We had met both Murine and Dougall in the previous books, and Murine had already proved herself to be kind, loyal, and brave. So I was predisposed to like her. She didn’t necessarily exhibit the extreme competence levels of previous heroines, but she was cute and likeable so I was happy to go through her story to happily ever after. And while Dougall was really just one of a bunch of big brash Buchanans, well I enjoy that sort of character, so he worked for me as well. And needless to say I enjoyed seeing the rest of the brothers again too and will look forward to the rest of their stories as well (particularly that of the scarred eldest brother). And while this story itself stands alone, I think it is one where it is best if you have read the series, especially books 2 & 3.

The story itself was a series of pratfalls, misadventures, and misunderstandings (albit small ones which were mostly talked out in quick order-I HATE the BIG Mis). Murine has had horrible disasters befall her, and a really hard life of late, but her stepbrother’s latest betrayal was just one step too far. Escape was in order. And so our fainting heroine rides forth on her trusty steed…a bull. Seriously! That is just the start of the ridiculousness in store if you pick up this book.

Poor Murine and Dougall. They stagger from one calamity to the next, eventually finding love and a life together. It was sweet and left me feeling happy. Though I’ll admit, I saw the bad guy coming from YEARS away, literally, I saw it coming from book 2. But even so, I enjoyed the story.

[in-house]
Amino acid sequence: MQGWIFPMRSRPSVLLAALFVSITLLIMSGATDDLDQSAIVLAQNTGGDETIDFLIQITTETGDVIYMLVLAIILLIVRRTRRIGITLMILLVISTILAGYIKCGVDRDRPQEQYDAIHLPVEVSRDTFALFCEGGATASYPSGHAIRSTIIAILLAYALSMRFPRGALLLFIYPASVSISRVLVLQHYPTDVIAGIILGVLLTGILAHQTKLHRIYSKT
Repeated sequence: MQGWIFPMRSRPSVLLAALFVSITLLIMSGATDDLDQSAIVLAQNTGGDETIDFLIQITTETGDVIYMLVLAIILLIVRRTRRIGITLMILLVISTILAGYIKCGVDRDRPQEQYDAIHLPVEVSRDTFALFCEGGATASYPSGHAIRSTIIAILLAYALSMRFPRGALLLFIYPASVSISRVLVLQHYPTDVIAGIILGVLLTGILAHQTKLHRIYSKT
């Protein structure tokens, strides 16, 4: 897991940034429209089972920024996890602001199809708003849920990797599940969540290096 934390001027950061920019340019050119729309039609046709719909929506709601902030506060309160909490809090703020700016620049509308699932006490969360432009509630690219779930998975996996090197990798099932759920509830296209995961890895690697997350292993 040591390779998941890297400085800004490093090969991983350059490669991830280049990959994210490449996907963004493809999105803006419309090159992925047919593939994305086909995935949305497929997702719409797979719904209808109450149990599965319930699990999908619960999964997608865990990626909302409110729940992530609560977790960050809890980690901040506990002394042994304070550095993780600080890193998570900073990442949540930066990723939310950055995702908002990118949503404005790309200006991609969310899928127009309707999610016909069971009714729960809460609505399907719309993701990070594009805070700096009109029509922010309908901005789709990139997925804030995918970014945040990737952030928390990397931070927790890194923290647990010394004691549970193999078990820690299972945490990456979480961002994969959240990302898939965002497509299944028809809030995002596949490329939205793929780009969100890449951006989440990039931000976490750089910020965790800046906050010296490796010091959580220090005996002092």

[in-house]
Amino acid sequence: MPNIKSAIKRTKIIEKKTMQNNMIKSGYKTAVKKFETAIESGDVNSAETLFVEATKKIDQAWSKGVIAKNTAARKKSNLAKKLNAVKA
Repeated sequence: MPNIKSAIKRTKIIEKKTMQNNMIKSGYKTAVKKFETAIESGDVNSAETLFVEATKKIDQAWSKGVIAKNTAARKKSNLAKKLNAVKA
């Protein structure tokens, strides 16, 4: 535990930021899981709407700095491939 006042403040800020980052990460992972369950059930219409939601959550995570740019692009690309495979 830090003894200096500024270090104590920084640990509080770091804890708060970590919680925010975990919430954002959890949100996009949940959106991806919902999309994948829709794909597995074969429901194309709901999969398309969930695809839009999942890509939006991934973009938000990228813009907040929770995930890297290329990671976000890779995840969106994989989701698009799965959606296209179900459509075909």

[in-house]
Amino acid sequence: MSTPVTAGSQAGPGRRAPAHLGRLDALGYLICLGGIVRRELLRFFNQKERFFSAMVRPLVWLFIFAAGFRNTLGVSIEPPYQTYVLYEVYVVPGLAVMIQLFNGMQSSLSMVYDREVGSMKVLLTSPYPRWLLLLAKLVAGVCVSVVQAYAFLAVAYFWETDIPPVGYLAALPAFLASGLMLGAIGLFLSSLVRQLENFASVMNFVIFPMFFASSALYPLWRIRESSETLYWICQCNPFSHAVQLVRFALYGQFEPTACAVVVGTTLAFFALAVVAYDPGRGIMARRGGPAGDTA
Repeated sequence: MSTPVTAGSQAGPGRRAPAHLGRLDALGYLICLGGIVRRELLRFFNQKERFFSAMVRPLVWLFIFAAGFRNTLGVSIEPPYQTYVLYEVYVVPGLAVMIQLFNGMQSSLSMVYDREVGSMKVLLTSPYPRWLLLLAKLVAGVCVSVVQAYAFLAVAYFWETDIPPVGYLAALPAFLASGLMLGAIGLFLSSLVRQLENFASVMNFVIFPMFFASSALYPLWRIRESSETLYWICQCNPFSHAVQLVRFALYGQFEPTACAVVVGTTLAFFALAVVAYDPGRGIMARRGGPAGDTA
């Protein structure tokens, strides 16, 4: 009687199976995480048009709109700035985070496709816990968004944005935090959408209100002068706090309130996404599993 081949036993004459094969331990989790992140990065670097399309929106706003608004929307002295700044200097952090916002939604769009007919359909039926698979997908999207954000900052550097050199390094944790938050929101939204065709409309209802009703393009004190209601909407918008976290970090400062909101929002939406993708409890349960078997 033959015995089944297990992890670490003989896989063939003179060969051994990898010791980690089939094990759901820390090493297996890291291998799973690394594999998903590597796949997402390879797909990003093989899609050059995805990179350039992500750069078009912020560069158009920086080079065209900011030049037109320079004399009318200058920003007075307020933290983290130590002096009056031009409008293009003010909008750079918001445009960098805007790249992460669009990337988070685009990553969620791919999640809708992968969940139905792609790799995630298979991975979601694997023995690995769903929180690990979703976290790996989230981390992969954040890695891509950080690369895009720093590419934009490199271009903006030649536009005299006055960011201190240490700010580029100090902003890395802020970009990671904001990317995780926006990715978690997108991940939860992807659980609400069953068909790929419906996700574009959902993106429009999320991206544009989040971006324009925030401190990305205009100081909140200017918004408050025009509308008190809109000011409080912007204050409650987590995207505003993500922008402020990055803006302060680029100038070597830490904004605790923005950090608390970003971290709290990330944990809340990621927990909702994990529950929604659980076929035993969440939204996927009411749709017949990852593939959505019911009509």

Now I’ll admit, this isn’t the most earth shaking and moving or memorable story. In fact in probably a week or two I’ll probably remember very little of it except the bull (and maybe the plumber’s crack above that kilt…how odd is that cover?). But that is fine, it is great even. Because that isn’t why I read these books, I read them for that happy little moood lifting buzz, and it provided that in spades. So it not being the most memorable book every just means I’ll be even happier when I go back and re-read it, which I guarantee you I will! I finished it with a big old sloppy/sappy grin on my face, and if you like a good wallpaper highland historical complete with brogue, Sands put out another winner.

Falling for the Highlander (Highlanders, #4)

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4 star review

Review + Blog Tour – One Snowy Night by Jill Shalvis

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It’s Christmas Eve and Rory Andrews is desperate to get home to the family she hasn’t seen in years. Problem is, her only ride to Lake Tahoe comes in the form of the annoyingly handsome Max Stranton, and his big, goofy, lovable dog Carl.